Please, Don’t Say Hospice or Mention Death

How do you share openly about dying with those that don’t want to speak or hear the word, “Death?”

How can a hospice staff—whether home health aids, chaplains, or nurses—explain who they are and what they are doing when a patient’s family instructs them not to mention the word, “Hospice?”

In our patient care meetings, especially with newly admitted hospice patients, a month doesn’t go by without mentioning one or both of these questions.

Since hospice involves caring for the dying and supporting the bereaved after death, sometimes the staff can’t talk about their real work with the people they serve.

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What word do you use for death?

  • Is a person lost?
  • Have they transitioned?
  • Are they gone?
  • Did they pass?
  • Is your loved one in a better place, standing at heaven’s gate, meeting Saint Peter, or with the angels?

Since the beginnings of my ministry, I have used dying, death, and died. I suspect, over the years, in person and on the phone, I have upset people with those unadorned words.

For some, death is too blunt. It is like being smacked on the head with a sledgehammer. The finality of the word, the reality of what it represents, is too hard to hear and too hard to bear. If the word is not spoken, then perhaps it’s not yet really true?

For some, death is culturally insensitive. Certain cultures and ethnic groups never want to discuss dying—in whatever form it might be referenced—prior to the death. They will do little or no planning for death, and will avoid—often politely, but also with displeasure—any encouragement to talk about dying with them or the loved one who is ill.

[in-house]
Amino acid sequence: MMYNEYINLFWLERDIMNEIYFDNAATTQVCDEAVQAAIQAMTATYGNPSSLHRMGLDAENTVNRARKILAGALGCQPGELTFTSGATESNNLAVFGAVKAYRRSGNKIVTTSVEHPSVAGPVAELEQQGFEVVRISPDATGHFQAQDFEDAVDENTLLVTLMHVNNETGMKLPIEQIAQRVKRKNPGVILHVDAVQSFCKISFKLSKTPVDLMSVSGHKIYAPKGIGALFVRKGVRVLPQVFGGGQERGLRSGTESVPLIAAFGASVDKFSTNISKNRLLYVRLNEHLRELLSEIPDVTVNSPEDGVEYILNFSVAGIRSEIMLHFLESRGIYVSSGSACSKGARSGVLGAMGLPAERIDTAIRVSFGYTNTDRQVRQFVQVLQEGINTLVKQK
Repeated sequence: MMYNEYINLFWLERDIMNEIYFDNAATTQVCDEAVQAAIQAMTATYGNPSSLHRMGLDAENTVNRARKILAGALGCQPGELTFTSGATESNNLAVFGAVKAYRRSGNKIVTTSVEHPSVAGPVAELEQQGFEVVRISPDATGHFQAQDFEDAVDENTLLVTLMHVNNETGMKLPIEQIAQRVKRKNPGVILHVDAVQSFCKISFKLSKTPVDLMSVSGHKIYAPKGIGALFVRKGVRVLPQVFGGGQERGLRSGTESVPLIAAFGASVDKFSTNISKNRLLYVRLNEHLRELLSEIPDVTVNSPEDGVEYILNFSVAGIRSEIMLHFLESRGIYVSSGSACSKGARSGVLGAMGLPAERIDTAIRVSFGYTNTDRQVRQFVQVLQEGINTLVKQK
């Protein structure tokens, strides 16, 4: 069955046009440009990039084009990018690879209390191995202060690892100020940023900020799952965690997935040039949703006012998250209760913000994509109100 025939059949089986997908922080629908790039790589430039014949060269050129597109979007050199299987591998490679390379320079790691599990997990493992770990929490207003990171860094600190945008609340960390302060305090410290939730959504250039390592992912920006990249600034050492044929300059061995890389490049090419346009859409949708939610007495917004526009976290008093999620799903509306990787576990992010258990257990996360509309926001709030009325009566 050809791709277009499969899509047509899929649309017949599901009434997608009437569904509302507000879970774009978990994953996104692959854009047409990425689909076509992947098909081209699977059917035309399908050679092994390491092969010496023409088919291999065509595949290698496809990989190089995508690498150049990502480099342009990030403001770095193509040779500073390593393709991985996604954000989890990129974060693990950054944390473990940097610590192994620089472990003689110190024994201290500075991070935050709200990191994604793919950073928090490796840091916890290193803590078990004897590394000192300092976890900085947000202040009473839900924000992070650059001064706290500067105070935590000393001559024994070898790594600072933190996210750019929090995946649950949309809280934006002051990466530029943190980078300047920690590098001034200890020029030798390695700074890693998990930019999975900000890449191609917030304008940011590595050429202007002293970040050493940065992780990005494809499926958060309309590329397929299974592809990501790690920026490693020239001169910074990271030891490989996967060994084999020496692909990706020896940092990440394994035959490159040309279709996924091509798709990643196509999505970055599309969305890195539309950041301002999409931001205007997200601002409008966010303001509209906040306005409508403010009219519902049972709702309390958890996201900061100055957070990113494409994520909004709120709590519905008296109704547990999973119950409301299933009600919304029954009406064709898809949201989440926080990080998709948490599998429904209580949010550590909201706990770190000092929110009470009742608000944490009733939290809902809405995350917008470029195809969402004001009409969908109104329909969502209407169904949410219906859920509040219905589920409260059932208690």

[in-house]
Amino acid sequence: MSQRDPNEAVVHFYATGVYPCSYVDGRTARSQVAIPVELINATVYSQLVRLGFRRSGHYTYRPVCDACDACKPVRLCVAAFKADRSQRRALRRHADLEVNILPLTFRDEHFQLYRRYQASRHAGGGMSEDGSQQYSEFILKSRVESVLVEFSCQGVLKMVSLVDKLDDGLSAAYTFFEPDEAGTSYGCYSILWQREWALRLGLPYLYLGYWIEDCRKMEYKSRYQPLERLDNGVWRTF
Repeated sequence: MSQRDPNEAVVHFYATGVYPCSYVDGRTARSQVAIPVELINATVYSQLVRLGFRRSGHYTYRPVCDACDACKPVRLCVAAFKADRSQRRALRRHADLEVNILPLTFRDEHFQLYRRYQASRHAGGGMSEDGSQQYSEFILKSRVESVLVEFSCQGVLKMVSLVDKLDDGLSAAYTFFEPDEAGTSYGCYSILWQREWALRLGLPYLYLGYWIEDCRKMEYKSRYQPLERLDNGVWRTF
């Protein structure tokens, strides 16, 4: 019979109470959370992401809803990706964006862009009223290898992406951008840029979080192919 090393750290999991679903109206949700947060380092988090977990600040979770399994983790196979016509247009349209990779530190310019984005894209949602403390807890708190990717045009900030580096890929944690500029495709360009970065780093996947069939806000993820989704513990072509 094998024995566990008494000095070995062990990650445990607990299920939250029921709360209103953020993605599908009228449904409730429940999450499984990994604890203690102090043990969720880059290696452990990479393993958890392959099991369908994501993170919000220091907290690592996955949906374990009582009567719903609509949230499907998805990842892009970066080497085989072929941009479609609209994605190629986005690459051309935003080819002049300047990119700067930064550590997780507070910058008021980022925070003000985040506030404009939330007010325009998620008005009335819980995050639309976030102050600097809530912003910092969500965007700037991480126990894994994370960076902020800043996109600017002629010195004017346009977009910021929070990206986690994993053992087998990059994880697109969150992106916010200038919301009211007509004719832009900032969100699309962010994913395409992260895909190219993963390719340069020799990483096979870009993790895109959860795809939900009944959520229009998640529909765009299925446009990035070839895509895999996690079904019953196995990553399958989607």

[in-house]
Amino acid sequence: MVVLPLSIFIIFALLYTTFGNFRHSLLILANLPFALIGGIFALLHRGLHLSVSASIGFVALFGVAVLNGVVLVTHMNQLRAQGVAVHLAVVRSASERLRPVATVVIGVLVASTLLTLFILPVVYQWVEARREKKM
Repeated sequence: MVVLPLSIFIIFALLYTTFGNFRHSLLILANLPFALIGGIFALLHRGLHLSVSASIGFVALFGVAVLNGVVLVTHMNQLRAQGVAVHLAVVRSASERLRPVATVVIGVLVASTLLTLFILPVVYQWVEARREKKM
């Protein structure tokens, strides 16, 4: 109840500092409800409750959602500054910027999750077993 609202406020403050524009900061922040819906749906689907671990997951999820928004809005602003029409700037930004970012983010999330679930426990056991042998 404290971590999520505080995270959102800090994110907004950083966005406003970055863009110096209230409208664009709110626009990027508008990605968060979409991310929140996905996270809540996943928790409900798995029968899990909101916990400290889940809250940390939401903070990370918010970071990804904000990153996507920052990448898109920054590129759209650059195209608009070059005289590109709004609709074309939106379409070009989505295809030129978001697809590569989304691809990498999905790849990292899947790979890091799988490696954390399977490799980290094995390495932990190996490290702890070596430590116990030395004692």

For some, death should be avoided at all costs. Superstition may be involved, since mentioning death literally invites the “worst” into the room with you. If you don’t talk about a bad thing, maybe the bad thing will go away until another day.

For others, contemplating any facet of death signals giving up. Life is all that matters. Life is a battle to win. Death is admitting defeat. And so all conversations or decisions involving the patient should be focused on life. All choices should involve getting better, stronger, and healthier.

I continue to prefer dying, death, and died and probably upset people.

What do you say?


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Scene: a pleasant kitchen in a suburban home.

Those present in the kitchen: 1) a hospice admitting nurse, wearing blue scrubs with a stethoscope dangling from a front pocket and 2) the middle-aged son and daughter of a father who is a new hospice patient. It is the daughter’s home.

Those not present in the kitchen: the father. He is dozing in a hospital bed in the middle of the daughter’s living room. The door between the kitchen and living room is shut.

The admitting nurse briefly explains the role of hospice, provides an overview of the various hospice staff that will be supporting the family, asks the son and daughter to sign a few key forms, and also places a packet of information on the table.